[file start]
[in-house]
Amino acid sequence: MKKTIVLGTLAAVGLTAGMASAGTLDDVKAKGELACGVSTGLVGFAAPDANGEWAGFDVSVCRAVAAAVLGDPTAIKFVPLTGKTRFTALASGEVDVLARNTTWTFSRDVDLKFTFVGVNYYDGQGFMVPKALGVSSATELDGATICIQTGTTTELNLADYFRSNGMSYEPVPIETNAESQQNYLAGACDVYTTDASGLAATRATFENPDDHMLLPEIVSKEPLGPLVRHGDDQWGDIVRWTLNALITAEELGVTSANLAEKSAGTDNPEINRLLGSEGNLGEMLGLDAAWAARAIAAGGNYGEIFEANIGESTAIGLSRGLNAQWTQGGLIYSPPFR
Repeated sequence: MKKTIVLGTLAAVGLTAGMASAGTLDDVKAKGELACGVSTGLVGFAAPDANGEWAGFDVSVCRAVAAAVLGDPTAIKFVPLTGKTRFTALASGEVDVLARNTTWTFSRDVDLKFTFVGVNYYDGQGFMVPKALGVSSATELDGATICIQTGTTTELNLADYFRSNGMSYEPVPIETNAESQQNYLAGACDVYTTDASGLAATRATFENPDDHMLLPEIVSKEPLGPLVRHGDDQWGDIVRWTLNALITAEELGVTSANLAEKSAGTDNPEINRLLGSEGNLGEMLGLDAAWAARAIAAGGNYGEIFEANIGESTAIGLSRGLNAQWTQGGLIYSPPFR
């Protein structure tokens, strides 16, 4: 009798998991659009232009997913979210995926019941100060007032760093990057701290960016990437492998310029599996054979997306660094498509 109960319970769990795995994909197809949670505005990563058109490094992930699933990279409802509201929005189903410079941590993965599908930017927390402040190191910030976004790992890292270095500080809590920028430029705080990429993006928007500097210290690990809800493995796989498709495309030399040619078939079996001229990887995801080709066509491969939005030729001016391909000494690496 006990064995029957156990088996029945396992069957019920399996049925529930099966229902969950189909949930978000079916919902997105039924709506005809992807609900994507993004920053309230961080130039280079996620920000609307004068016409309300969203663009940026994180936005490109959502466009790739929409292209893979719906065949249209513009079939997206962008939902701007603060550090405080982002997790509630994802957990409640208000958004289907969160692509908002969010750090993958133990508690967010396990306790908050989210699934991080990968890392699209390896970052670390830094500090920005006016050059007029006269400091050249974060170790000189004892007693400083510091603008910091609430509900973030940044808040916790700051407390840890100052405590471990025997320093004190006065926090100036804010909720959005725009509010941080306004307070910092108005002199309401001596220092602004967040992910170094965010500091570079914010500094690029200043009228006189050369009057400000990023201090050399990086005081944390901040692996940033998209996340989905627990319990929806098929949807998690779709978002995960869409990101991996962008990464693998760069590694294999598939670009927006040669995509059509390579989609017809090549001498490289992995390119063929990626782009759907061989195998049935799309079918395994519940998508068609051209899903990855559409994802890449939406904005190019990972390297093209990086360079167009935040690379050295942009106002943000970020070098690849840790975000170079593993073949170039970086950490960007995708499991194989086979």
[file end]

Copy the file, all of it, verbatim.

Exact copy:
[in-house]
Amino acid sequence: MKKTIVLGTLAAVGLTAGMASAGTLDDVKAKGELACGVSTGLVGFAAPDANGEWAGFDVSVCRAVAAAVLGDPTAIKFVPLTGKTRFTALASGEVDVLARNTTWTFSRDVDLKFTFVGVNYYDGQGFMVPKALGVSSATELDGATICIQTGTTTELNLADYFRSNGMSYEPVPIETNAESQQNYLAGACDVYTTDASGLAATRATFENPDDHMLLPEIVSKEPLGPLVRHGDDQWGDIVRWTLNALITAEELGVTSANLAEKSAGTDNPEINRLLGSEGNLGEMLGLDAAWAARAIAAGGNYGEIFEANIGESTAIGLSRGLNAQWTQGGLIYSPPFR
Repeated sequence: MKKTIVLGTLAAVGLTAGMASAGTLDDVKAKGELACGVSTGLVGFAAPDANGEWAGFDVSVCRAVAAAVLGDPTAIKFVPLTGKTRFTALASGEVDVLARNTTWTFSRDVDLKFTFVGVNYYDGQGFMVPKALGVSSATELDGATICIQTGTTTELNLADYFRSNGMSYEPVPIETNAESQQNYLAGACDVYTTDASGLAATRATFENPDDHMLLPEIVSKEPLGPLVRHGDDQWGDIVRWTLNALITAEELGVTSANLAEKSAGTDNPEINRLLGSEGNLGEMLGLDAAWAARAIAAGGNYGEIFEANIGESTAIGLSRGLNAQWTQGGLIYSPPFR
């Protein structure tokens, strides 16, 4: 009798998991659009232009997913979210995926019941100060007032760093990057701290960016990437492998310029599996054979997306660094498509 109960319970769990795995994909197809949670505005990563058109490094992930699933990279409802509201929005189903410079941590993965599908930017927390402040190191910030976004790992890292270095500080809590920028430029705080990429993006928007500097210290690990809800493995796989498709495309030399040619078939079996001229990887995801080709066509491969939005030729001016391909000494690496 006990064995029957156990088996029945396992069957019920399996049925529930099966229902969950189909949930978000079916919902997105039924709506005809992807609900994507993004920053309230961080130039280079996620920000609307004068016409309300969203663009940026994180936005490109959502466009790739929409292209893979719906065949249209513009079939997206962008939902701007603060550090405080982002997790509630994802957990409640208000958004289907969160692509908002969010750090993958133990508690967010396990306790908050989210699934991080990968890392699209390896970052670390830094500090920005006016050059007029006269400091050249974060170790000189004892007693400083510091603008910091609430509900973030940044808040916790700051407390840890100052405590471990025997320093004190006065926090100036804010909720959005725009509010941080306004307070910092108005002199309401001596220092602004967040992910170094965010500091570079914010500094690029200043009228006189050369009057400000990023201090050399990086005081944390901040692996940033998209996340989905627990319990929806098929949807998690779709978002995960869409990101991996962008990464693998760069590694294999598939670009927006040669995509059509390579989609017809090549001498490289992995390119063929990626782009759907061989195998049935799309079918395994519940998508068609051209899903990855559409994802890449939406904005190019990972390297093209990086360079167009935040690379050295942009106002943000970020070098690849840790975000170079593993073949170039970086950490960007995708499991194989086979």